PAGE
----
While I was in Poland I was lucky enough to grab the opportunity to visit Auschwitz. I had been to Yad Vashem, the holocaust museum in Jerusalem, back in September 2016 and really felt that Auschwitz was somewhere I needed to go to complete the picture of what I had learnt in Israel.
It’s a surreal experience, walking around and hearing what happened on the very spot where you are standing. For me, it is something I am processing gradually over time. I’m not prone to sentimentality, but the feeling is hard to shake and is best expressed by sharing the photos I took on the day.
For more information on Auschwitz and the Holocaust in general, see the Auschwitz-Birkenau and Yad Vashem World Holocaust Museum websites.
The famous “Work makes you free” gates to Auschwitz I. Millions passed under these gates. Unlike today’s visitors, most were never free again.
The converted army barracks that make up Auschwitz I. Unlike Auschwitz II and many other concentration camps, the main buildings of Auschwitz I had a previous life before they were converted to prison cells and torture chambers.
Some of the thousands of pairs of spectacles taken from prisoners sent to the gas chambers.
Shoes of every shape and size. Their owners would never need them again.
Block 10 – where sterilisation experiments were carried out on female prisoners.
One of the guard towers overlooking Auschwitz I.
The Wall of Death. In this courtyard, against this wall, many thousands of people were executed by firing squad.
The slanting posts were used to suspend prisoners by their arms, tied together behind their backs. This resulted in dislocations and fractures, which rendered them unfit for work, and resulted in them going to the gas chambers.
Building used for medical experiments, Auschwitz I. There was an official “hospital”, but nobody came out alive.
The bleak landscape of the prison blocks, Auschwitz I.
Fence, Auschwitz I. This was electrified with such a strong current it would kill on impact.
A fence – and an all-too-familiar cry. Auschwitz I.
Between the fences separating the prisoners from the SS guards.
Inside a gas chamber at Auschwitz I – the only one still standing. Of all the places we visited at Auschwitz, this gave me the biggest chills. I was lucky: I got to walk back out through the door.
The crematorium. Immediately though the door from the gas chamber.
The outside of the last remaining gas chamber, Auschwitz I. There was snow on the January day we visited, and the cell blocks were cold and draughty. I can only imagine what it was like in winter for the prisoners.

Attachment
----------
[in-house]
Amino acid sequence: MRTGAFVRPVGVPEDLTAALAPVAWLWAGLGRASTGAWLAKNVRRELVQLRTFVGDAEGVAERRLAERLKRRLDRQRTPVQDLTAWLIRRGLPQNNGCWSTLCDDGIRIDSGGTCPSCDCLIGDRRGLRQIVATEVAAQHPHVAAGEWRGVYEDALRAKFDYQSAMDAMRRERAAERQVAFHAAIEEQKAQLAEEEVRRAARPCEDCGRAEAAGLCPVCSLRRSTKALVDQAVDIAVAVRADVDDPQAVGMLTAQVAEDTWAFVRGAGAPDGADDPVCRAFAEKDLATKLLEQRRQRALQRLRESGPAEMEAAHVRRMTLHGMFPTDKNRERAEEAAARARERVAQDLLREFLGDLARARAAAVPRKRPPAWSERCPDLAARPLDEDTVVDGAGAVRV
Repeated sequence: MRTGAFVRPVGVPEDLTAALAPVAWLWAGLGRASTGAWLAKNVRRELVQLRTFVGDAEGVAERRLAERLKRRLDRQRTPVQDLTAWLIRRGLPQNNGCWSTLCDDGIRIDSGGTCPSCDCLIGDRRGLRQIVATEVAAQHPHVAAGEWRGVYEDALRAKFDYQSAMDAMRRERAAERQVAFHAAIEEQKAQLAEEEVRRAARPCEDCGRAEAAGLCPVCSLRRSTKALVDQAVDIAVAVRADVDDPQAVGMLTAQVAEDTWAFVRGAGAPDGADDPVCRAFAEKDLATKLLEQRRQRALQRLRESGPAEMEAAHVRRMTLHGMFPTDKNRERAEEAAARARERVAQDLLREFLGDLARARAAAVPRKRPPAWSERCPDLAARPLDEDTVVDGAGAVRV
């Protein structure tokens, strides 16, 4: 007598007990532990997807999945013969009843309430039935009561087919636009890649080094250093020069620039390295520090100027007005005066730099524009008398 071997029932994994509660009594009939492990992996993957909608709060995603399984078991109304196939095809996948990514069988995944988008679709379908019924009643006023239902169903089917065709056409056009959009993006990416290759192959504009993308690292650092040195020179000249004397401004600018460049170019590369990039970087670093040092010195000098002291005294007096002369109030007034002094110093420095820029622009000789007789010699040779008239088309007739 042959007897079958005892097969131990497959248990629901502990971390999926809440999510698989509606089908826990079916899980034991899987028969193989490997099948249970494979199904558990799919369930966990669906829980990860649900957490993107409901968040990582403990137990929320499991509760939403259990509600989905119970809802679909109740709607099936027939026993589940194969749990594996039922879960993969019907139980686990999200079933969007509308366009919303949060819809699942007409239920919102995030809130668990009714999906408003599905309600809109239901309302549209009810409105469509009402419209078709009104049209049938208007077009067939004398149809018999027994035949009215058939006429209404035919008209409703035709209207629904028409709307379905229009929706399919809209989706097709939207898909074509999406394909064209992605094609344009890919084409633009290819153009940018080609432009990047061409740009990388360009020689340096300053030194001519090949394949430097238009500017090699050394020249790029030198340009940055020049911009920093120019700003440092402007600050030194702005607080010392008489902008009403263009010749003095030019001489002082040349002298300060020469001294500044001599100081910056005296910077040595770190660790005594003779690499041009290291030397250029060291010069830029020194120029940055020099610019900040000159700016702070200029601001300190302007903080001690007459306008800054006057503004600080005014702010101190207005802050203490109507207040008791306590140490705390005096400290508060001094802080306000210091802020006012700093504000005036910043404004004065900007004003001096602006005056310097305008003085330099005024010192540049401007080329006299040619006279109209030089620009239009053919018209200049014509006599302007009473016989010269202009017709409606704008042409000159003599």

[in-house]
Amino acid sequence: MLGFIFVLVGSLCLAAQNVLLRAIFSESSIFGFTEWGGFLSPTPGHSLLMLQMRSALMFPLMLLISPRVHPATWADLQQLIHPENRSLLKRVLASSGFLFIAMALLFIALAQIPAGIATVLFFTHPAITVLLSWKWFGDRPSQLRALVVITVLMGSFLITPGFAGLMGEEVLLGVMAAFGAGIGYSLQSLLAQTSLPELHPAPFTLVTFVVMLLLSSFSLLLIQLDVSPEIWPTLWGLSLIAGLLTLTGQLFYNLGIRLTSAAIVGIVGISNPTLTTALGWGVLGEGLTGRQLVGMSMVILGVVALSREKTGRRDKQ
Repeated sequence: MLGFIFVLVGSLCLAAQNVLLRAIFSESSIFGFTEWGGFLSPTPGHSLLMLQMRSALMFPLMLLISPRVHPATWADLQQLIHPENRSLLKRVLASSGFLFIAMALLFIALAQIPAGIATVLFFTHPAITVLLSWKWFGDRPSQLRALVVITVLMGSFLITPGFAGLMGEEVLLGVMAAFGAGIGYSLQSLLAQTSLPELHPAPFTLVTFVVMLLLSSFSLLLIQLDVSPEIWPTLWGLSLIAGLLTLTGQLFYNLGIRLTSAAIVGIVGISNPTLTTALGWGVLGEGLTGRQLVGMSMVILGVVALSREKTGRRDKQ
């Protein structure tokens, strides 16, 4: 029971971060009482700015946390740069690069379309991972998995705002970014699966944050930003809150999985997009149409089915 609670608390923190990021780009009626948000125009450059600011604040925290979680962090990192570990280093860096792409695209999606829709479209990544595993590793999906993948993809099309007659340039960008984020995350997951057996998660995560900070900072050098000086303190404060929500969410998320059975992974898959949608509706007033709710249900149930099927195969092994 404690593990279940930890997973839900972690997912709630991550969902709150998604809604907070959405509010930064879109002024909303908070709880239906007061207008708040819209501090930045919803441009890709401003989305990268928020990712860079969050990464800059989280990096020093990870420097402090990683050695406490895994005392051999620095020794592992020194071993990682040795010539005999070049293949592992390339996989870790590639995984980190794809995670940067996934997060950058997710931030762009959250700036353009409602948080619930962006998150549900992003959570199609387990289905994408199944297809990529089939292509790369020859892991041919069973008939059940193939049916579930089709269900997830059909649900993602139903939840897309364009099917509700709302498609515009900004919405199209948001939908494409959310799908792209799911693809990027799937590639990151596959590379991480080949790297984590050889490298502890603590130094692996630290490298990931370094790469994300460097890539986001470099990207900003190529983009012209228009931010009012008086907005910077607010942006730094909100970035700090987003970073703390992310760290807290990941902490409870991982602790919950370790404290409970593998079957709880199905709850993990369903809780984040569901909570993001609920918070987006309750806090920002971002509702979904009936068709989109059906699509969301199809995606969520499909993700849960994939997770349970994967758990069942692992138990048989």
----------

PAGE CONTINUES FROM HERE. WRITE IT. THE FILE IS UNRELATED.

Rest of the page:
Railway platform at Auschwitz II Birkenau – the end of the line for the transported prisoners. Of the millions of prisoners, who arrived here by wooden rail wagon, 90% were Jews.
The railway tracks converge on Auschwitz II Birkenau. It’s the end of the line in every sense.
A guard post looks out over Auschwitz II Birkenau.
One of the trucks used to transport the prisoners. This was donated by a survivor’s family; it may or may not have actually been used in the transport of Jews but is certainly of the same model. On the back of the wagon are stones laid in memorial, in the Jewish tradition.
The barracks of Auschwitz II Birkenau.
Entrance to the camp, Auschwitz II Birkenau. On arrival, the new inmates were assessed. Those deemed unproductive, such as the elderly, children and the infirm, were sent directly to the gas chambers. The lucky ones were admitted to the camp, where all that awaited them was hard labour and horrific living conditions – until they, too, became too ill and frail to work.
The memorial at Auschwitz II Birkenau. Each of the plaques commemorates the dead in one of the different languages used by the prisoners at the camp. The Hebrew plaque is somehow the most moving.
One of the mass graves where the ashes of the dead were deposited.
Auschwitz II Birkenau. There’s not much left of most of the barracks, but it conveys even more starkly the barrenness of the landscape.
The barracks at Auschwitz II Birkenau. In these buildings, prisoners were housed in terrible conditions; they were cold and draughty with mud floors, and prisoners often slept 6 to a bunk.
A guard post is visible between the barracks, Auschwitz II Birkenau. Really no chance of escape.
Inside one of the buildings where the prisoners were held before execution.
Each section of shelf could hold 6 prisoners, so disease spread like wildfire. The building wasn’t heated.
Auschwitz II Birkenau.
The memory of this place will be with me forever, but I am so glad I went. If you get the chance to visit Auschwitz, do go – but be prepared to be respectful and considerate. The experience is eye-opening, and a vivid reminder of what humans are capable of if we let them. Let’s not let them.
Want to discover more of Eastern Europe? Check out these posts for more inspiration:
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Getting around Warsaw by public transport
Snowshoeing in Europe: Poland’s Tatra National Park
Top things to do in Warsaw: The perfect Warsaw itinerary
Vegetarian in Poland? Here’s how to cope!
Time of change: Russia after Communism
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I’m Jill, and I’m a British blogger who has been travelling for more than 15 years, visiting 70 countries on 6 continents. I love to travel both solo and with groups, and to discover the cultures and peoples of the countries I visit. And I love to share a good story or two along the way!